Fraser: I have two questions there. My first one is how hot can that gas get?
Pamela: Tens of thousands of degrees.
Fraser: Like hot enough to start giving off x-rays, right?
Pamela: Then we’re not so much dealing with Nebulae anymore.
Fraser: Oh then we’re colliding Galaxies together.
Pamela: Right so you can get gas and dust as hot as you want. Once you start getting it way hot, then you start getting x-ray emissions.
This is what you get in centers of Galaxy Clusters. This is what you get when you have gas and dust falling into a Black Hole.
Fraser: That’s kinda what I was imagining. I guess my second question or problem really is hot gas doesn’t form Stars. That’s the opposite of getting a Star, right?
Pamela: It’s a balancing act.
Fraser: So how does that balancing act kinda play out?
Pamela: You have what’s called theInstance stability. When you get a certain amount of Mass crammed into a certain volume it’s going to collapse down. You can’t really stop this process. Within a gas cloud you’re constantly balancing the heat of the gas trying to expand that gas out.
This is that old PERVNERT that we all learned when we were in Chemistry in High School. Pressure times Volume is equal to the number density times the constant times the temperature.
Fraser: I never learned that.
Pamela: You didn’t?
Fraser: Well I mean I learned the formula but I didn’t learn the little acronym.
Pamela: We called it– we’re strange in America I guess. So you had this balancing of you heat up the gas it wants to expand. But at the same time if you shock the gas if you have Stellar Winds that are pushing the gas so that it’s colliding together, as you get more gas into a smaller volume it’s going to gravitationally start to contract.
So you have the gas pressure pushing outwards and the Gravity pulling the gas together and you could balance all of these different factors.
Fraser: But you need to have that event, right?
Pamela: You need something to cause the gas to start collapsing.
Fraser: Right, so if you just let it sit there for millions and millions of years it won’t do anything until something else bumps it.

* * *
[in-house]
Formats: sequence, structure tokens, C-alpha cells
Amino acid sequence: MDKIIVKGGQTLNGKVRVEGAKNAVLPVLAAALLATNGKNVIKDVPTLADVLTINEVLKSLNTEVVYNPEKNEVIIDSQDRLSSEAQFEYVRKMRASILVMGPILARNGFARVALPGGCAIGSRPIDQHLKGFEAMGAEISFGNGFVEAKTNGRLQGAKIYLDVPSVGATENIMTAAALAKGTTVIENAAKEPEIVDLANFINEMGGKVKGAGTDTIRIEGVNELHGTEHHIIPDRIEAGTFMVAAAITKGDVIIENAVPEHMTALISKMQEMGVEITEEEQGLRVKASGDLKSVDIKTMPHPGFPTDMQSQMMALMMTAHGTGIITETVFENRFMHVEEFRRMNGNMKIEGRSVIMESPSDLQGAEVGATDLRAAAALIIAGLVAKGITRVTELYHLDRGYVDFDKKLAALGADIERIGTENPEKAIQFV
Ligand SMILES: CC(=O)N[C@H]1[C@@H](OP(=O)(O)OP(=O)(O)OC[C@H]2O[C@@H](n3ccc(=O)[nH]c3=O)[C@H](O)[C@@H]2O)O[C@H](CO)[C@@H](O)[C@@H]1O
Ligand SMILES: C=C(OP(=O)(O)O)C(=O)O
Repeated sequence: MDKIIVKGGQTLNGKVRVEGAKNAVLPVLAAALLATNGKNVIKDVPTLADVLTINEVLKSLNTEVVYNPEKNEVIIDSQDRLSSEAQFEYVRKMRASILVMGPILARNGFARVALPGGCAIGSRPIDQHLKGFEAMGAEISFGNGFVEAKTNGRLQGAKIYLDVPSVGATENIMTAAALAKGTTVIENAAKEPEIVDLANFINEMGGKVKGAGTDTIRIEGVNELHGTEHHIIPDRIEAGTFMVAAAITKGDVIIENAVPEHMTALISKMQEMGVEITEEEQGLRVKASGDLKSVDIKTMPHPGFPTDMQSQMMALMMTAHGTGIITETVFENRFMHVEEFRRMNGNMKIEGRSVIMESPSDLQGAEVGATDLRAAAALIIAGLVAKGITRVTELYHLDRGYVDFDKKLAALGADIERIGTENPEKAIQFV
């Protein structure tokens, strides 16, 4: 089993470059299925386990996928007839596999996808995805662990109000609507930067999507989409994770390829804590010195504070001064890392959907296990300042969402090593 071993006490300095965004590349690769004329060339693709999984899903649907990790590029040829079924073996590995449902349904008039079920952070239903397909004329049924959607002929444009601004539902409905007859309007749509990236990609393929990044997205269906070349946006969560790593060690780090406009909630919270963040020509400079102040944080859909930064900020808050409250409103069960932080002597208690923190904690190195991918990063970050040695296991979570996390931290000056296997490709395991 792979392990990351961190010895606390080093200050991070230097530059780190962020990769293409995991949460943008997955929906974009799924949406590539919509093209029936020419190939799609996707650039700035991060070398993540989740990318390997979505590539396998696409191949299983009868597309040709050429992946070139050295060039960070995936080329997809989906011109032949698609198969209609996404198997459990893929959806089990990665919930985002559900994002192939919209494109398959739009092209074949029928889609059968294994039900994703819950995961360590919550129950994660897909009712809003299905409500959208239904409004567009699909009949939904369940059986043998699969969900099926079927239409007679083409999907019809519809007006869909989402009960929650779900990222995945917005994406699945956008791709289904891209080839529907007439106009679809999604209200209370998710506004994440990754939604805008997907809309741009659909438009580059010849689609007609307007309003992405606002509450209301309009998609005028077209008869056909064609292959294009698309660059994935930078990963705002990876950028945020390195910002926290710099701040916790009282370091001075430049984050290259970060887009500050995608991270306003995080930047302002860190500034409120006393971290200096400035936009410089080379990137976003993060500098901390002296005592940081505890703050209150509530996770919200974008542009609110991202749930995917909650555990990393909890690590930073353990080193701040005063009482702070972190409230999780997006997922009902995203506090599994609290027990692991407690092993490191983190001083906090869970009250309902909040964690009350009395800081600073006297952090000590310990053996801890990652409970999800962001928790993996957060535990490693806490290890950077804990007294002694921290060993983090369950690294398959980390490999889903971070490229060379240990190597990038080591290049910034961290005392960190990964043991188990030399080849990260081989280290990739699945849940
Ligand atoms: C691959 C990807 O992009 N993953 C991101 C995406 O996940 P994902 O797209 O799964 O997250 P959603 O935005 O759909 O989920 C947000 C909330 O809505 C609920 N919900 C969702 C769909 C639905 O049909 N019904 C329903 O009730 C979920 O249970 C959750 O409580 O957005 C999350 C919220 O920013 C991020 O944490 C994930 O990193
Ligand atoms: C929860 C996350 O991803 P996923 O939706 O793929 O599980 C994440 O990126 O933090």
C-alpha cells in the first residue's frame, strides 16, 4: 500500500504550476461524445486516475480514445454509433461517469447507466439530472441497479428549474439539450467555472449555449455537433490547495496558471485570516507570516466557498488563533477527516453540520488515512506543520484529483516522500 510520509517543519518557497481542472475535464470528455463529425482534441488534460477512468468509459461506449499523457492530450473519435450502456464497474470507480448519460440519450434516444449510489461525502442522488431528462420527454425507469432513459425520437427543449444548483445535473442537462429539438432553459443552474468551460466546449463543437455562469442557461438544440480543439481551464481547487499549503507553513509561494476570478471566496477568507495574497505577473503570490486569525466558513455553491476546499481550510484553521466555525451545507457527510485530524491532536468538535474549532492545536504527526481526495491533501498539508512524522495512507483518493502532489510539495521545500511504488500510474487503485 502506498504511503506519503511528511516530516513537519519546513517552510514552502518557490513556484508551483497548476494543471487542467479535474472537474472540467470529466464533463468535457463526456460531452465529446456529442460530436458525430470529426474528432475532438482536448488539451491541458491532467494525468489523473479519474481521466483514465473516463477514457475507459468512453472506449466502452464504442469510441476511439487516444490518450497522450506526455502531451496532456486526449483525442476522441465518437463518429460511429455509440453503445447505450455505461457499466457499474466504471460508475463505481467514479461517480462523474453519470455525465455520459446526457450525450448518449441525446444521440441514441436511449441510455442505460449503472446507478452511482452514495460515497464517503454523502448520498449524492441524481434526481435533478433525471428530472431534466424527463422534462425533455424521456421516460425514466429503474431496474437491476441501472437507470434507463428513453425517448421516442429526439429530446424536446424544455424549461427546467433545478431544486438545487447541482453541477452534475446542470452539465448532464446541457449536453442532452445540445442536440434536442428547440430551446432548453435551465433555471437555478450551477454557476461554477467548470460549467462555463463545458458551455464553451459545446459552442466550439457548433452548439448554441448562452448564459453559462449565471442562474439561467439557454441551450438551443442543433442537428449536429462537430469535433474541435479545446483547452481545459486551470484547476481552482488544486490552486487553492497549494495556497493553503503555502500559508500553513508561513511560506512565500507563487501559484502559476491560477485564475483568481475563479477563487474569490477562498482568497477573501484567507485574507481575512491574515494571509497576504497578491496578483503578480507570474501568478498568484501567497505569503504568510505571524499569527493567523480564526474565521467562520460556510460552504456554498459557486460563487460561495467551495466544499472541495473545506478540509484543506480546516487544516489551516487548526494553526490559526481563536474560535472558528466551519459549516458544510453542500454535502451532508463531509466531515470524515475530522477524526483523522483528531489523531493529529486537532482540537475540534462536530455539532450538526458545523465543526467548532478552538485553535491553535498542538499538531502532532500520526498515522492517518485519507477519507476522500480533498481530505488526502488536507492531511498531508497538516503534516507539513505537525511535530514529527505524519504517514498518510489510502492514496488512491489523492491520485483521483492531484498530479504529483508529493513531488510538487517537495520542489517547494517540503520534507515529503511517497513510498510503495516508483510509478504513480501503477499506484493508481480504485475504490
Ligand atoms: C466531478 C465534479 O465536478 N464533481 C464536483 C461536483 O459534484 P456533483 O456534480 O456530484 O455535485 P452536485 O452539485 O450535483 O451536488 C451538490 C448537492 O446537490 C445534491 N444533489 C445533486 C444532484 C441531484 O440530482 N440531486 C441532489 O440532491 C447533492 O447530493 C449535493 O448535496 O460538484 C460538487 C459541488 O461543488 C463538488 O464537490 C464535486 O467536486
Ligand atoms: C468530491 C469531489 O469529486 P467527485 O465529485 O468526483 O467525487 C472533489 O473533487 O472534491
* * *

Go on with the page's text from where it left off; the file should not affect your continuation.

Pamela: Yes, and there’s lots of different ways that you can trigger giant clouds of gas, the giant molecular clouds into collapsing. It could be as simple as they’re journeying around the Milky Way and on their orbit they encounter an area of higher density.
The higher density regions are going to have a little bit more gravity. They’re going to accelerate the gas cloud into this higher density region. It’s potentially going to get condensed within this higher density region and start Star forming. This is actually where we get Star forming within the arms of Galaxies.
We discussed this in an earlier episode. You can also get Super Nova going off. So all you need in some cases is just a shock coming along perhaps from a Super Nova and the shockwave from that can cause the gas to start to collapse. You can end up with two different Systems passing near each other and shocking one another.
Lots of different things can start the gas collapsing down. Once you get a System that has active Star formation going on you’re going to get winds blasting, you’re going to get jets, and you’re going to get all sorts of high energy events and pressures and all these different things.
Super Nova going off and this is going to move the gas around and heat the gas up but at the same time condense it into smaller volumes triggering collapse into Stars.
Fraser: But aren’t you also getting the Stars’ Solar Winds blowing the gas away too?
Pamela: Right, this is where you end up with the Stars emerging out of essentially cocoons of gas. There are some amazing images taken by the Hubble Space Telescope of both the Carinae Star forming region, the great Carinae Nebula and the Orion Star forming region where in both sets of images there are what we call
These are essentially cocoons of Stars where you have the young Star that has ever so slowly collapsed which we can watch happening in clouds of different temperatures where when you look at the cooler clouds. You look specifically at how different Carbon molecules emit light. You can see pockets of heat where gases started to fragment and collapse.
You follow this through to warmer, more fragmented clouds and you start to see the young Stars heating up, appearing in the infrared and they’re embedded in these cocoons of gas and dust. As they collapse more and heat up they start to blow off winds as they ignite with nuclear reactions in their cores.
The winds as they are both eccreting matter onto them and blowing jets of materials off of their poles, these winds will clear out the areas around the Star. So, you go from cocooned in Star to Start that’s blown the region of Space around it completely free.
Hopefully it has managed to maintain whatever Planetary Disc it might have had but we go through this entire system of everything collapsing down to then the Star basically putting the brakes on and blowing everything out from around it.